THE National Agency for Food and Drug Administration and Control (NAFDAC) will begin the test on Indomie noodles products on Tuesday, May 2, to ascertain the authenticity of claims by the Taiwan and Malaysian governments that a variety of the products contains ethylene oxide (“EtO”), a cancer-causing chemical linked to lymphoma and leukaemia.
On Saturday, April 29, The ICIR reported that Taiwan and Malaysia recalled the ‘chicken flavour’ variety of Indomie noodles for allegedly containing ethylene oxide after random tests were carried out on several packs.
But INDOFOOD, Indomie noodles producer, debunked the claims and argued that its products were safe for consumption.
The company said in a statement signed by its director, Taufik Wiraatmadja, that “all instant noodles produced by ICBP in Indonesia are processed in compliance with the food safety standards from the Codex Standard for Instant Noodles and standards set by the Indonesian National Agency for Drug and Food Control (“BPOM RI”).
“Our instant noodles have received Indonesian National Standard Certification (SNI) and are produced in certified production facilities based on international standards.”
Similarly, health authorities in Indonesia, where INDOFOOD is headquartered, agreed that the chemical existed in the product but at a minimal and acceptable level safe for consumption.
The Indonesian National Agency of Drug and Food Control, known as the BPOM, in a statement issued on April 27, said the standard for food products manufactured in the nation could contain up to 85 parts per million (ppm) of Ethylene oxide.
The ICIR reports that Indomie noodles is a staple food in many homes in Nigeria, cherished by children and adults.
Because of its popularity, many people in the country identify all noodle products as ‘Indomie’.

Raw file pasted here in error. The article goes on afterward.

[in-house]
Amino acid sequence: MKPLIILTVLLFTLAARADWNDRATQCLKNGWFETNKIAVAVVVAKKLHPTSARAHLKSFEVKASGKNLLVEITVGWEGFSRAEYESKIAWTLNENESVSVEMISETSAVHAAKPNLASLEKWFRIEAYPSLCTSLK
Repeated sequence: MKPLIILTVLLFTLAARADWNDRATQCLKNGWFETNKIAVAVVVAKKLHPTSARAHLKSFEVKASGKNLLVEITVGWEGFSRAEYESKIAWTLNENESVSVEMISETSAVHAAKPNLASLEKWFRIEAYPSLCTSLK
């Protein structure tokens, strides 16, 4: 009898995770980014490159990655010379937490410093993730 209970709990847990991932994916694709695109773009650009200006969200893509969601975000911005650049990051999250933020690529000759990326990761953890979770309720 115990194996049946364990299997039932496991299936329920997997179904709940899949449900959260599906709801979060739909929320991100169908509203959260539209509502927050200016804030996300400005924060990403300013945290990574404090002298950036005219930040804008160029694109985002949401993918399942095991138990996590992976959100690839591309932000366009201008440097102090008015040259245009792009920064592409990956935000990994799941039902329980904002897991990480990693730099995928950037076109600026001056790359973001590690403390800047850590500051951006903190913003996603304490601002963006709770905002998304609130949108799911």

The product became popular in Nigeria in the ’90s, though it was first produced in Indonesian, the current headquarters of its manufacturer, in 1972.
Indofood is one of the largest instant noodles manufacturers worldwide. The products are in over 100 countries, including Australia, New Zealand, the USA, Canada, Asia, Africa, Europe and the Middle East.
The product comes in many varieties, from classic soup flavours such as chicken, vegetable, and curry to its most popular flavour indomie mi goreng.
Its manufacturer claims it produces 19 billion packs annually.
Speaking with The Punch on Monday, NAFDAC’s Director-General said, “Tomorrow, May 2, 2023, NAFDAC’s Food Safety and Applied Nutrition Directorate will randomly sample Indomie noodles (including the seasoning) from the production facilities while Post Marketing Surveillance Directorate samples from the markets. The compound of interest is ethylene oxide, so the Director Food Lab Services Directorate has been engaged. He is working on the methodology for the analysis.
“It should be noted that Indomie noodles have been banned from being imported into the country for many years. It is one of the foods on the government prohibition list. It is not allowed in Nigeria and, therefore, not registered by NAFDAC. What we are doing is an extra caution to ensure that the product is not smuggled in, and if so, our post-marketing surveillance would detect it.”
She explained that the agency would ensure that the spices used for the Indomie and other noodles in Nigeria are tested.
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